The Times of India
Terror in Timor and the
By Siddharth Varadarajan
By Siddharth Varadarajan
AS EAST TIMOR SLIPS further into a chaos scripted by the Indonesian army, the international community must once again confront the troubling question of whether armed intervention is a valid response to the violation of human rights. After Iraq, Somalia, Rwanda, Haiti, Bosnia and Yugoslavia, Indonesia is the seventh sovereign country in recent years to be told to allow foreign "peace enforcement" troops onto its soil -- of overflights over its airspace. If Jakarta does not yield, there is talk of the forcible insertion of troops from Australia and a few other states, acting with or without the explicit authorisation of the UN Security Council.
Of course, what is happening in East timor is not a text-book case of an "internal affair" protected by the UN Charter. Indonesia may consider East Timor an "integral" part of its territory but this has never been accepted by the UN. The statelet was annexed to the
archipelagic republic less than a year after it was invaded by the Indonesian armed forces on December 7, 1975. The UN General Assembly and Security Council deplored Indonesia's actions and called upon Jakarta to withdraw. Last week's referendum -- in which 78.5 per cent of East Timor voted for independence -- came at the end of negotiations involving the UN, Indonesia and Portugal, the former colonial power in East Timor. By willingly participating in the process and declaring that it would abide by the referendum result, the Indonesian government has, in effect, agreed that it has no sovereign claims on the territory.
Indonesia invaded East Timor at the end of a civil war which saw the relatively radical East Timorese political party, FRETILIN, emerge victorious. One day before moving in, President Suharto had had extensive discussions with US President Gerald Ford and Secretary of State Henry Kissinger. What they talked about is still a secret but it is unthinkable that Suharto would have dared to act without a green signal from the US.
Indonesia occupied a central role in Washington's strategy for dominance in Southeast Asia and the Pacific region during the Cold War. In 1965, the US engineered a coup against the Sukarno government and applauded as more than 800,000 Indonesians -- communists, suspected communists and ethnic Chinese -- were hunted and murdered by the army and special militia. Not only did the US, Australia and others support the Indonesian invasion of East Timor but they also continued to sell arms to the Suharto regime knowing full well that their weapons would be used to massacre the population there. Indonesia still was a bulwark in a region buffeted by radicalism and political instability. The US did not want East Timor to become another Cuba or Vietnam. Apart from the fear of the "domino effect", the deep channels north of the island were vital for the safe and surrepticious transit of US nuclear submarines from Guam in the Pacific to Diego Garcia in the Indian Ocean. If East Timor were to fall into "hostile" hands, the trip would become longer by up to a week. Civilisation would be endangered. In order to save the world for Freedom and Democracy, the East Timorese had to be made unfree.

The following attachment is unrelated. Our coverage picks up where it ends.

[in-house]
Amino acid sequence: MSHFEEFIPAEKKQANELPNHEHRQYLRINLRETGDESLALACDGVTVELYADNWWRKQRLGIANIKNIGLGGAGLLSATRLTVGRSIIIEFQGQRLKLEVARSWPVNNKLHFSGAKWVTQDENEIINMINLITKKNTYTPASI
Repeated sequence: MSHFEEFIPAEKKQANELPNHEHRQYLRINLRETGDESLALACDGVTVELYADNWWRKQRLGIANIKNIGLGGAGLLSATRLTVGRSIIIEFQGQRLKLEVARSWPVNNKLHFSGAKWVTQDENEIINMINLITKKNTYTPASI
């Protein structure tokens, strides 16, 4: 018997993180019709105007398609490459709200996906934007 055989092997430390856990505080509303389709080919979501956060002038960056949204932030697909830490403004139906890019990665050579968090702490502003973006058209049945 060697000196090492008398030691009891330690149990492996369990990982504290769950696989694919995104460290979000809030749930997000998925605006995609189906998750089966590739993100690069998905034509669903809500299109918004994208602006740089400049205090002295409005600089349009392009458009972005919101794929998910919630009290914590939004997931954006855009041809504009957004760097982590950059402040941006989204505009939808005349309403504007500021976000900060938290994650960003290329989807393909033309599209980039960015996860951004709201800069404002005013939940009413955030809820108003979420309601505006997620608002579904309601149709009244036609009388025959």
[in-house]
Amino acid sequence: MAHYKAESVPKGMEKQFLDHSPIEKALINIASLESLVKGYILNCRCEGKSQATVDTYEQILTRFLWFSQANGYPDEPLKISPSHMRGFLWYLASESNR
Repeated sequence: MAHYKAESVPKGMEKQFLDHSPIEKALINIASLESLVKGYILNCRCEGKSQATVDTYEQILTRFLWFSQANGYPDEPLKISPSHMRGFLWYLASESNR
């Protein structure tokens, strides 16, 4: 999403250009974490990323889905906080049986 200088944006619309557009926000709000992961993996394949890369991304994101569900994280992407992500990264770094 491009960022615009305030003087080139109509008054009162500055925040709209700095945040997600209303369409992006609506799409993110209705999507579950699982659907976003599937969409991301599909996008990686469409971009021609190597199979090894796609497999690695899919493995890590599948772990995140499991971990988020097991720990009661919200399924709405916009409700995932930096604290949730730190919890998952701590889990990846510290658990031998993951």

The end of the Cold War has led Washington to reassess its approach to the region. The problem for the US, Australia and others in how to set up East Timor as an independent country militarily dependent on the West without endangering their economic and strategic assets in the rest of Indonesia. Any decision to intervene militarily will be taken on the basis of these considerations alone, not humanitarisation.
Indonesia has a responsibility to maintain law and order until it formally hands over power to the UN or a transitional East Timor administration. If the US, which has propped up the Indonesian army all these years really wants to force Jakarta to curb the militias, it should suspend its links with Indonesian army and announce an end to all arms exports to that country. This, however, it is unprepared to do as it will lose a lucrative market and push Indonesia and China closer together.
And yet, the alternative -- intervention -- will be even more disastrous for the West. After NATO's agreesive in Yugoslavia, the Chinese are bound sharply to react to anything which smacks of the unilateral use of force by the West in their own "backyard". If anything, the world should have acted decisively when Indonesia invaded East Timor 24 years ago. Using force now will not make up for past wrongs. It will only compound the original sin.